The Garden Theater in Princeton has been playing classic movies as part of their Hollywood Summer Nights series, and this week they showed Mr. Deeds Goes to Town. I was looking forward to this screening for a very long time (I think I've had it marked on my calendar for at least two months) and it was everything I hoped for and more.
First of all, let's just get this out of the way first -- Gary Cooper. HIS FACE. OH MY GOD HIS FACE. It's just so perfect. I seriously wanted to yell "PAUSE!" and just sit there in the darkness staring at his face a little while longer (okay, that sounded way creepier than I meant it to be?) but he is just so pretttttyyyy. (I've clearly forsaken any intentions I ever had about this being a serious film blog.) And his expressions are so darn cute. Like in the scene when he first takes Jean Arthur out to dinner and watches as the violinist serenades her -- I died. They had to move my body out of the aisle after the movie was over so that rest of my row could get out. Because I actually died from the cuteness. And then when (SPOILER) he finds out that Jean Arthur was the one writing the mean articles about him, and his broken heart is etched all over his beautiful face, but he smiles just a little bit to try to retain some dignity... man oh man. (END SPOILER)
Ok, done talking about Gary Cooper's face. Moving on...
Wearing my Gary Cooper fan club button, of course
Obviously, Gary Cooper is one of my favorite things about this movie. But I also love every single other thing about it. Jean Arthur is perfection and all of the supporting characters were perfectly cast. And then there's Frank Capra and Robert Riskin, possibly my favorite director/writer duo of all time. Like any good Capra film, there are quite a few messages sprinkled (or doused) throughout, but my favorite is that we should all treat each other with kindness. Longfellow Deeds is a well-meaning, sweet, good man who gets bullied and picked on and taunted from every direction. And he just can't wrap his brain around why. Like Longfellow, I cannot understand why human beings can't just be nice to each other. I don't get it when it comes to war, I don't get it when it comes to schoolyard bullying. I just don't understand intentional meanness. Two of my favorite quotes from Longfellow Deeds --
"What puzzles me is why people seem to get so much pleasure out of... hurting each other? Why don't they try liking each other once in a while?"
"It's easy to make fun of somebody if you don't care how much you hurt 'em. I think your poems are swell, Mr. Brookfield... but I'm disappointed in you. I must look funny to you... but maybe if you went to Mandrake Falls you'd look just as funny to us... only nobody would laugh at you and make you feel ridiculous... because that wouldn't be good manners."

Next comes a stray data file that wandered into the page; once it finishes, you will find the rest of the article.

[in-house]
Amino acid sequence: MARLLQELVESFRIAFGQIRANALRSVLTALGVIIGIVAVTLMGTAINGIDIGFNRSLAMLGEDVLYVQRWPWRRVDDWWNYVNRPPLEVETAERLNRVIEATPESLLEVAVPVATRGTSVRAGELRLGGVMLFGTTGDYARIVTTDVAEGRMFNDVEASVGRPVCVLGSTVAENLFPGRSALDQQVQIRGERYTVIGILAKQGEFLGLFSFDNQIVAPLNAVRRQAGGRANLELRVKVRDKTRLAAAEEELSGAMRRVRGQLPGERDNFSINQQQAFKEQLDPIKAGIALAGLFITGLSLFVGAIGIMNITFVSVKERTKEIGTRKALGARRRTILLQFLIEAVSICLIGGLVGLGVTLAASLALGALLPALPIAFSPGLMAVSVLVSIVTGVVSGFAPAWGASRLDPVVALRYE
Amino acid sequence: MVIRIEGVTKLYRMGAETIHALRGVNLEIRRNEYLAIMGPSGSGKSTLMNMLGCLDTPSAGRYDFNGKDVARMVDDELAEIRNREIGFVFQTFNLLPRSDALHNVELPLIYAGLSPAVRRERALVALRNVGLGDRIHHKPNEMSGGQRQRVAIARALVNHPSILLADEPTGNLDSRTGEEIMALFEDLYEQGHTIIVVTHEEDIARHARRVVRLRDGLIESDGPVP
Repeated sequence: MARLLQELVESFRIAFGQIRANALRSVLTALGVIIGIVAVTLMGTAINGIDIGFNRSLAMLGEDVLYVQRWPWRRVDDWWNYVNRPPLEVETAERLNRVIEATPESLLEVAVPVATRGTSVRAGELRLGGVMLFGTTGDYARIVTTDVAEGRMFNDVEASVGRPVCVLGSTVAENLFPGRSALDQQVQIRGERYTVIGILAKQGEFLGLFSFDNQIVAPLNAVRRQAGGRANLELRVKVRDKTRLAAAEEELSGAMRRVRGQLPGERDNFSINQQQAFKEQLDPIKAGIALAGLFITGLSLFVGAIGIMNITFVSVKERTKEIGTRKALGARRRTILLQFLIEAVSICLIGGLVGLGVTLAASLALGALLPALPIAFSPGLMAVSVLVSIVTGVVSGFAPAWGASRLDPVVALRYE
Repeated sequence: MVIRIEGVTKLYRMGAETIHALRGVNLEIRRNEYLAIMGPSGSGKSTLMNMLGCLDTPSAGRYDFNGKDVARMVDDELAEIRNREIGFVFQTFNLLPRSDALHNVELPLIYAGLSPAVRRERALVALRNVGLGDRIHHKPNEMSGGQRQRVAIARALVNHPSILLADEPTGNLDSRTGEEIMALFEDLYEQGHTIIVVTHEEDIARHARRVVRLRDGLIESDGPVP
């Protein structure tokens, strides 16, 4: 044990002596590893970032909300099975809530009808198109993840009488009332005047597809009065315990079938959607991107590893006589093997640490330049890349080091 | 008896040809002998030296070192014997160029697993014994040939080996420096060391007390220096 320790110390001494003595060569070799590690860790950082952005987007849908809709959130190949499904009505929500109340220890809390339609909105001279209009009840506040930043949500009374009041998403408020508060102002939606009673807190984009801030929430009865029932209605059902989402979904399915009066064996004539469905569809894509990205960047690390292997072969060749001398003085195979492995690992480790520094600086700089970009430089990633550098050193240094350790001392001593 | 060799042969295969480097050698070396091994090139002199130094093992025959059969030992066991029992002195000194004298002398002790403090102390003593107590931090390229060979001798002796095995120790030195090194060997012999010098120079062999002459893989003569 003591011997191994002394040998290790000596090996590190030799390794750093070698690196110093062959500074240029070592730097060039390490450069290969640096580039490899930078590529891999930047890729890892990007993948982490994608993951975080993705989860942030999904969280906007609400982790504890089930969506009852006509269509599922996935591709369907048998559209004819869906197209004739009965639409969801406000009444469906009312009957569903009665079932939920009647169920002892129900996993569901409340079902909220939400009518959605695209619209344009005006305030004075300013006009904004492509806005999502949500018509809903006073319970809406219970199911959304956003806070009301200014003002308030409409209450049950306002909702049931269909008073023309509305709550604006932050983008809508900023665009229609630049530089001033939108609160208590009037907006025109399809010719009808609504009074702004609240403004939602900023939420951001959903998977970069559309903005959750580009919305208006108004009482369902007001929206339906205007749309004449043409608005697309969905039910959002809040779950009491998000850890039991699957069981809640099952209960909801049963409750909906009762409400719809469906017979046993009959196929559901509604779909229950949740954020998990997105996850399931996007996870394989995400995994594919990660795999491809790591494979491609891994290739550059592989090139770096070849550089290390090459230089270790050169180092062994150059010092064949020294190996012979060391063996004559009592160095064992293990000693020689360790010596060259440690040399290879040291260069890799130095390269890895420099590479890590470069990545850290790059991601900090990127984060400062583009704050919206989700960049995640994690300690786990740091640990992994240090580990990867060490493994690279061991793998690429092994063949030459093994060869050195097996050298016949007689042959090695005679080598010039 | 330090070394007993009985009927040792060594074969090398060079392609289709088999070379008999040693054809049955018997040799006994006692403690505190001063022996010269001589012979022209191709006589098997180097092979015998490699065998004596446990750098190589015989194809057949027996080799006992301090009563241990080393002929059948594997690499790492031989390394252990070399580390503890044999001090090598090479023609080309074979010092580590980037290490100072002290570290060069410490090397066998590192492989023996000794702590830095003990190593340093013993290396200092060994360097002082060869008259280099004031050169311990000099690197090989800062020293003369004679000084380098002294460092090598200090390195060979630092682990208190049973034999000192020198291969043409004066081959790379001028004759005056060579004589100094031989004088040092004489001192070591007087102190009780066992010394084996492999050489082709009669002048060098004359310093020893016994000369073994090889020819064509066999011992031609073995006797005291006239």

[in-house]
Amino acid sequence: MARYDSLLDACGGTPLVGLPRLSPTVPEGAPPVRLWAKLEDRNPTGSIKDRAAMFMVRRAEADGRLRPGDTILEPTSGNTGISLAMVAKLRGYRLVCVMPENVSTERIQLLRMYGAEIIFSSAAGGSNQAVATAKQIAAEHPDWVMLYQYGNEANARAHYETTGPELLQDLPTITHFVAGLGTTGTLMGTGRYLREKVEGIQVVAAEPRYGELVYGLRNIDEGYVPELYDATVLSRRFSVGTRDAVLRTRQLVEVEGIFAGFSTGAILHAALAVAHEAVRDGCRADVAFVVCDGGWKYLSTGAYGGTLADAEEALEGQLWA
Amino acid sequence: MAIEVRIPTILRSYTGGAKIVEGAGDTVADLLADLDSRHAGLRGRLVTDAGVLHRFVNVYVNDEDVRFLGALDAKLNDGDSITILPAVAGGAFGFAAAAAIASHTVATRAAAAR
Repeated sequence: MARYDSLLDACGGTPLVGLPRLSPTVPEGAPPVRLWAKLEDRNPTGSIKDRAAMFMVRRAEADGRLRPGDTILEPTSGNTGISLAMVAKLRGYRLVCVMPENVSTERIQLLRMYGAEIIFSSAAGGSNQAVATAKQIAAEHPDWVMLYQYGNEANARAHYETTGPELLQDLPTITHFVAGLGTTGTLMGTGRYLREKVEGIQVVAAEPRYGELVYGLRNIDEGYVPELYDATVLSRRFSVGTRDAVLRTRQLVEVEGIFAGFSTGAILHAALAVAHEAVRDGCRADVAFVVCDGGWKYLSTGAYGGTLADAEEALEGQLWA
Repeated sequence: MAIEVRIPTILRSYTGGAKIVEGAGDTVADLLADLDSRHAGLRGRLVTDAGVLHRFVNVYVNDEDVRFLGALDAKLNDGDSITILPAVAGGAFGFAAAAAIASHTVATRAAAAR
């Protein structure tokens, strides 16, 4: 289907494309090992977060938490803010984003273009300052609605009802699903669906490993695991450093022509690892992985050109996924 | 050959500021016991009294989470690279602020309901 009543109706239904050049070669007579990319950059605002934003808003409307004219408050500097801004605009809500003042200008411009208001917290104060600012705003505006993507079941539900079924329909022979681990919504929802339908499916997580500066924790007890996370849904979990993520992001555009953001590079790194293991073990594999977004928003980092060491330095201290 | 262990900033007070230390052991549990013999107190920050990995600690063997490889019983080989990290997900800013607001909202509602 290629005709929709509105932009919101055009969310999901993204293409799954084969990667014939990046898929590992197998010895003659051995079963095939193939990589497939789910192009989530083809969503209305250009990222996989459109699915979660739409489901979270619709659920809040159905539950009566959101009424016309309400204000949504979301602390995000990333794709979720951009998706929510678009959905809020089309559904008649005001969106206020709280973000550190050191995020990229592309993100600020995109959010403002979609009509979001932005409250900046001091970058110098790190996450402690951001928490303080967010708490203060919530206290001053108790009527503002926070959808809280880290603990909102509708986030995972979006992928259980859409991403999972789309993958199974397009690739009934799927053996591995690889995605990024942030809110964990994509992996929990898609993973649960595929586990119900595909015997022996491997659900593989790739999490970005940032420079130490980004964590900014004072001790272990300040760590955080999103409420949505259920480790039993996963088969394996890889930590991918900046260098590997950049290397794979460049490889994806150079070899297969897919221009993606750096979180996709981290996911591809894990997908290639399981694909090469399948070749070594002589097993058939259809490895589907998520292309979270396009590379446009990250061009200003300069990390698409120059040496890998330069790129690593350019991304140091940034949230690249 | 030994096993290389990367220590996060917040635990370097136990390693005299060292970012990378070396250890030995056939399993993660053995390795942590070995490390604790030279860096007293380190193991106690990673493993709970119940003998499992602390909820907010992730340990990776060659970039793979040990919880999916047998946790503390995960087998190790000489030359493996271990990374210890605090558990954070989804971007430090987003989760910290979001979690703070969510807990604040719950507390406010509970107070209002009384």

Another message that the film drives home is that we should help out our fellow man. The movie begins with Longfellow Deeds inheriting 20 million dollars and being shuffled off to New York City where he's expected to spend a good deal of that money on things like the opera and an arsenal of lawyers. After suffering countless humiliations and dealing with some pretty intense pangs of homesickness, Longfellow decides to donate the bulk of his fortune to buy land for farmers who could use a helping hand. The fact that he wants to help people less fortunate, rather than shower himself in luxuries and supply his wealthy lawyers with a steady stream of funding, means he simply MUST be insane.
After taking the stand at his insanity trial, the judge remarks that not only is Longfellow Deeds sane, but he's the sanest man who ever set foot in that courtroom. I'd venture to say, he's one of the sanest characters in film history. His notions about what's right and wrong are common sense, but the world seems to view common sense as heresy. That's the thing about a Capra film -- at the end goodness and love will always win. John Doe doesn't jump off the building, Longfellow Deeds isn't sent to a mental institution, and Anthony P. Kirby realizes that you really can't take it with you. I wish that was the world we lived in, I wish it so badly.
I'll end with one last quote from Longfellow, explaining at his trial why he wanted to give his money away to people who needed it more than he did --
"It's like I'm out in a big boat, and I see one fellow in a rowboat who's tired of rowing and wants a free ride, and another fellow who's drowning. Who would you expect me to rescue? Mr. Cedar - who's just tired of rowing and wants a free ride? Or those men out there who are drowning? Any ten year old child will give you the answer to that."
God I love that quote. (And Gary Cooper's face...)